The letters spanned close to thirteen years of correspondence. We wrote about the boys we liked, and the ones who broke our hearts. We gossiped about the goings-on of singers and groups like the Silvers and the Jackson 5, contemplating who we thought was the cutest.

As I grew into a young woman, the letters became infrequent, while my life’s journey took center stage.  I’d found it difficult to focus on the type of writing I wanted to achieve, mostly dabbling in poetry and article writing while still maintaining a journal.

By the time the letters stopped, I attended college and pursued writing. My first published article appeared in Essence magazine. But, did those pen-pal letters help? What did it all mean for my writing future?

Today, I am a published writer, happily writing novels. I love the labor of shaping a story into something my characters tread through.  One day, though, I plan to write a book about my pen-pal and the letters we so eagerly wrote ending them with a phrase that went something like this:

P.S. Hugs, kisses, baby doll dreams. Stay cool, keep the faith, will write again soon.

Check out my books! Go to:

Sunday, March 29, 2020


Like most, my hubby and I didn’t foresee the pandemic that bulldozed its way into our lives and across the world.

Suddenly, our walks through the park became more relevant and checking one another’s health each day, now the norm.

The moment I find myself sinking, I refill my cup by meditating and gravitating to my writing. I continue to read books and watch old movies, in addition to goofing off with my family.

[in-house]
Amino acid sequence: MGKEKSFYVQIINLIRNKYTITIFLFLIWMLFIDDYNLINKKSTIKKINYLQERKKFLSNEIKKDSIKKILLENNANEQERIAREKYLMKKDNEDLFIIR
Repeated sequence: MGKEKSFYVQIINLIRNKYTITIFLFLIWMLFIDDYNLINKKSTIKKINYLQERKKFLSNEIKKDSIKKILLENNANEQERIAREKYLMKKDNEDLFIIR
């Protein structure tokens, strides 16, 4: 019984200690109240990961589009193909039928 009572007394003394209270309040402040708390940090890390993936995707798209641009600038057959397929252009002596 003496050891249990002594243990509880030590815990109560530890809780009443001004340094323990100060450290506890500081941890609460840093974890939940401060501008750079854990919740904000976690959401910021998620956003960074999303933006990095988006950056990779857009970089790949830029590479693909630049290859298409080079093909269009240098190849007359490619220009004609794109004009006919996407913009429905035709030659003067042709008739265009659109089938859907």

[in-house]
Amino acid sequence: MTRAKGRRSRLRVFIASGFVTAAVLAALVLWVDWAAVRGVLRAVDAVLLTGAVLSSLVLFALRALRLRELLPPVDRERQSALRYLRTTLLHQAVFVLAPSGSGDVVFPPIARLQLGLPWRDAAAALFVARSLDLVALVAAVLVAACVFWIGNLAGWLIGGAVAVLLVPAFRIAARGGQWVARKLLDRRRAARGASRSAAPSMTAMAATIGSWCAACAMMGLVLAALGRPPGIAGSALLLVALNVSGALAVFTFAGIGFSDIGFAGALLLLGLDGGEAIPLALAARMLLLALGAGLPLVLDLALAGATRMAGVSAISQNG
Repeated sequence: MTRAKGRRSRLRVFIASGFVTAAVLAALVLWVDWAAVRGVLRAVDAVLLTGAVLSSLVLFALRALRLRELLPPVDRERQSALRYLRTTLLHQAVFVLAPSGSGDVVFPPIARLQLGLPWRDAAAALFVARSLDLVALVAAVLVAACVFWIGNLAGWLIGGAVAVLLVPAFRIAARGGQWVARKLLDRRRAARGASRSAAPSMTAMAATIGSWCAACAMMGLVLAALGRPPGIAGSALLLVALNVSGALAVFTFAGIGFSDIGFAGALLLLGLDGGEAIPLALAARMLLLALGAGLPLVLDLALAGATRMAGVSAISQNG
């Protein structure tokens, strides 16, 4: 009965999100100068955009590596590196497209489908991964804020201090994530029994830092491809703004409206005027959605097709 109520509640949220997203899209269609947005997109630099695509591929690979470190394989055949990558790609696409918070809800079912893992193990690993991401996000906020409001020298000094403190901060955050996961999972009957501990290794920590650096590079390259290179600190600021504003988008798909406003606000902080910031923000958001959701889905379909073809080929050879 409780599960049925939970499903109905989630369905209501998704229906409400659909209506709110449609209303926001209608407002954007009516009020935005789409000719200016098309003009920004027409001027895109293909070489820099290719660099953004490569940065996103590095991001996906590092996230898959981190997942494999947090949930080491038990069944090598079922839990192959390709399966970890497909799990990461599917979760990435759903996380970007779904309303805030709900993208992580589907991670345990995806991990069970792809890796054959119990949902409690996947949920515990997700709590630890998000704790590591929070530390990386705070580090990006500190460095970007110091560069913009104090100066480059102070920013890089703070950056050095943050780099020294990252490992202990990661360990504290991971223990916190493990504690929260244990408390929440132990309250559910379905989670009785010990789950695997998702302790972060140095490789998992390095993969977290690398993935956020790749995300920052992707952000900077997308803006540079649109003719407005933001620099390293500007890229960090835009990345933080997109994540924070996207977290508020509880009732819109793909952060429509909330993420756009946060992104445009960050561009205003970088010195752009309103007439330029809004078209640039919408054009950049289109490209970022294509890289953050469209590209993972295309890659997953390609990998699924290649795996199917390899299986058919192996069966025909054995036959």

Even neighborhood walks remind me that we are all in this together. Yet, we’ve always been in this together. The human race. Life.  

These days, neighbors wave and speak more while delivering a knowing nod. I smile back and perform a hop-skip walk over yet another large area of sidewalk chalk artwork.

We will all get through this. I’ve seen it over and over amid the toughest of times; we have it within us to rise to the occasion of being kindhearted and connected. Now that I think of it, this is cause to celebrate!

Feel free to check out my books, Moment of Certainty / Never Too Late on, or my website:

Tuesday, February 4, 2020


In addition to writing books, author Russell is an entomologist and a soil biologist. She jokes, stating, “Which is a fancy way to say that I dig in the dirt, looking for bugs.” She admits that nature and books have, for some time, been a passion of hers.

“I was a kid when I read The Lord of the Rings and fell in love with fantasy novels.”